For M&E purposes, HJF will ensure that all the data collected by service providers/facilitators will be entered into standard database and periodically analyzed and sent to DOD SRV

Funding for Biomedical Prevention: Prevention of Mother to Child Transmission (MTCT): $2,389,216

The SRV program has scaled-up PMTCT services to 15 districts in south and north Rift Valley region. In COP 11: 84,200 pregnant women presented for their first antenatal visit; 99% were tested and received results. 80% of the 2,737 women who tested positive, and 67% of the exposed infants received ARV prophylaxis. In COP 12 and COP 13, the program aims to test a total of 92,984 and 97,633 expectant women respectively. 2,735 and 3,322 positive women are expected to be identified and put on ARVs, while 2,052 and 2,857 exposed infants are expected to be put on prophylaxis for the two years respectively. The KEMRI/WRP CRC laboratory in Kericho will provide HIV PCR EID services to the whole of Rift Valley province and Kisumu West district in Nyanza.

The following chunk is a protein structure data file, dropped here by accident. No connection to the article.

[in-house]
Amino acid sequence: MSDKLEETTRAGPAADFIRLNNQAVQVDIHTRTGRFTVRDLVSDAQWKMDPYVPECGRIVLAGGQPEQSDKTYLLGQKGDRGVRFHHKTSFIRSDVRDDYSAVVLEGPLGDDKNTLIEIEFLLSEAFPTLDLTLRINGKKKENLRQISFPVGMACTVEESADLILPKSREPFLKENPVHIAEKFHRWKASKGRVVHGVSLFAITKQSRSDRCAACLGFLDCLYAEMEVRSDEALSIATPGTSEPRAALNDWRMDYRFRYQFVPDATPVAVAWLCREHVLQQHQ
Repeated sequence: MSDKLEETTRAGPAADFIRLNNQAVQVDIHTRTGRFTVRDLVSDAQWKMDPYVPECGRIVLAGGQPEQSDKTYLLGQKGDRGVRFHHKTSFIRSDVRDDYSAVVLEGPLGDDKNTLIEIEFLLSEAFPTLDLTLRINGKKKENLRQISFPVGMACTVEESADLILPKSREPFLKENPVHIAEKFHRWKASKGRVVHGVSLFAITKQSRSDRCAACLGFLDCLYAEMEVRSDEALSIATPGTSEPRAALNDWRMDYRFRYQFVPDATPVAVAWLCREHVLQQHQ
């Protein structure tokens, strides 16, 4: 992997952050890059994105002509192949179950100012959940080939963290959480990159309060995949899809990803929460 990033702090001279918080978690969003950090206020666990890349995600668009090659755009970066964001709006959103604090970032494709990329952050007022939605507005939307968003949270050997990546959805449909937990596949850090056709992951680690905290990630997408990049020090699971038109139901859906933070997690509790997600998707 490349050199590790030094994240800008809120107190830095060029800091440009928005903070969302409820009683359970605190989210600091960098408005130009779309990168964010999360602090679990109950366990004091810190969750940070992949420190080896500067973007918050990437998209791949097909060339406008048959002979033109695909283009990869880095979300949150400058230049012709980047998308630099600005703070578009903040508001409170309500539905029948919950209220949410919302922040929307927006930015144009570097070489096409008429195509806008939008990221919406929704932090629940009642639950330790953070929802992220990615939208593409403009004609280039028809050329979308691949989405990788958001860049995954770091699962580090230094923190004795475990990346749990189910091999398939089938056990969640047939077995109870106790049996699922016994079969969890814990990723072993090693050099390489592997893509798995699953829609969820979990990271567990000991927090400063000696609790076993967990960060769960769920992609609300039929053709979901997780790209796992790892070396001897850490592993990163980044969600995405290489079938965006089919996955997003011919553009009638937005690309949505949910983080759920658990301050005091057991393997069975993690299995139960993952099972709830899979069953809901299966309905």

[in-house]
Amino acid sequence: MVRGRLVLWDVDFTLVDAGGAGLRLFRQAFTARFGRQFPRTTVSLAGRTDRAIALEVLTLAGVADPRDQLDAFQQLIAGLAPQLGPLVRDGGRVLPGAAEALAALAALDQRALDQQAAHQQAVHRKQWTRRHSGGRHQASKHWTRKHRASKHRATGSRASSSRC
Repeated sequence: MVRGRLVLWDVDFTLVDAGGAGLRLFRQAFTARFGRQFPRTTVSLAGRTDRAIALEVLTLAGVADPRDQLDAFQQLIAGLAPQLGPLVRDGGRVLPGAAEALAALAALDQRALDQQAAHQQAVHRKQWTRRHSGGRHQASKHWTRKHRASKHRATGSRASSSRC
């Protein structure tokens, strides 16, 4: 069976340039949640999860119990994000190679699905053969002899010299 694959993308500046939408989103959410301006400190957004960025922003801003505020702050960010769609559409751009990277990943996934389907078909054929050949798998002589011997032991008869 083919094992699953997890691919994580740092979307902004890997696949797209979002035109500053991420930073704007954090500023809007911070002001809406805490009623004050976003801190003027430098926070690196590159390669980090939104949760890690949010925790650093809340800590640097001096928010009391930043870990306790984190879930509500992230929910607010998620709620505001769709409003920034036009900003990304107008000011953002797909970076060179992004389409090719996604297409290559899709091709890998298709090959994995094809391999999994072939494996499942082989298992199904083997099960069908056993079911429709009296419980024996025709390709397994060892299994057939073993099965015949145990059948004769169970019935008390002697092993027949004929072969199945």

The cost per target for FY10 was $22. This amount included support for the Kericho EID lab which is a National activity and the actual cost per patient is considerably lower. This cost will come down further as the program limits expansion and reaps from prior infrastructural investments.

The SRV program will train 300 and retrain 400 health workers on the more efficacious regimens as well as other courses aimed at improved service delivery in the MCH clinic and maternity. In addition, technical assistance and on job training will be provided by HJF Technical staff.